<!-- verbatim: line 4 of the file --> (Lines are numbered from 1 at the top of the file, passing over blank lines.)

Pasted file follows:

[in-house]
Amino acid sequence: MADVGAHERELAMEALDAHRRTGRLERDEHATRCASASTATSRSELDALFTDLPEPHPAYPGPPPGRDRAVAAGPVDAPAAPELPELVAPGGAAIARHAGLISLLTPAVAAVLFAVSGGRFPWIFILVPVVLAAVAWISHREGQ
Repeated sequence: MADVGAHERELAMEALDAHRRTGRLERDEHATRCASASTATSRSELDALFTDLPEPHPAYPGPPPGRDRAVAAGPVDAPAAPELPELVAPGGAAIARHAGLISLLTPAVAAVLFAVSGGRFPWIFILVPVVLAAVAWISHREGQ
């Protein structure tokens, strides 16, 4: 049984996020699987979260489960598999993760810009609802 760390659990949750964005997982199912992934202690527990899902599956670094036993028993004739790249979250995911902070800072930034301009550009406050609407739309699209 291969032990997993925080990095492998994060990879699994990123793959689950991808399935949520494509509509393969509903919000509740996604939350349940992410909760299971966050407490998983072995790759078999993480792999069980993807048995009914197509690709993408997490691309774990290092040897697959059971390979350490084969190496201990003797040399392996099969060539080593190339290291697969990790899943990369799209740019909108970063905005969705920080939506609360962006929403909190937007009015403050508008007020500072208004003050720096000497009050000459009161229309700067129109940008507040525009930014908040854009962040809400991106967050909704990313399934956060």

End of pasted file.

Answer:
């Protein structure tokens, strides 16, 4: 049984996020699987979260489960598999993760810009609802 760390659990949750964005997982199912992934202690527990899902599956670094036993028993004739790249979250995911902070800072930034301009550009406050609407739309699209 291969032990997993925080990095492998994060990879699994990123793959689950991808399935949520494509509509393969509903919000509740996604939350349940992410909760299971966050407490998983072995790759078999993480792999069980993807048995009914197509690709993408997490691309774990290092040897697959059971390979350490084969190496201990003797040399392996099969060539080593190339290291697969990790899943990369799209740019909108970063905005969705920080939506609360962006929403909190937007009015403050508008007020500072208004003050720096000497009050000459009161229309700067129109940008507040525009930014908040854009962040809400991106967050909704990313399934956060």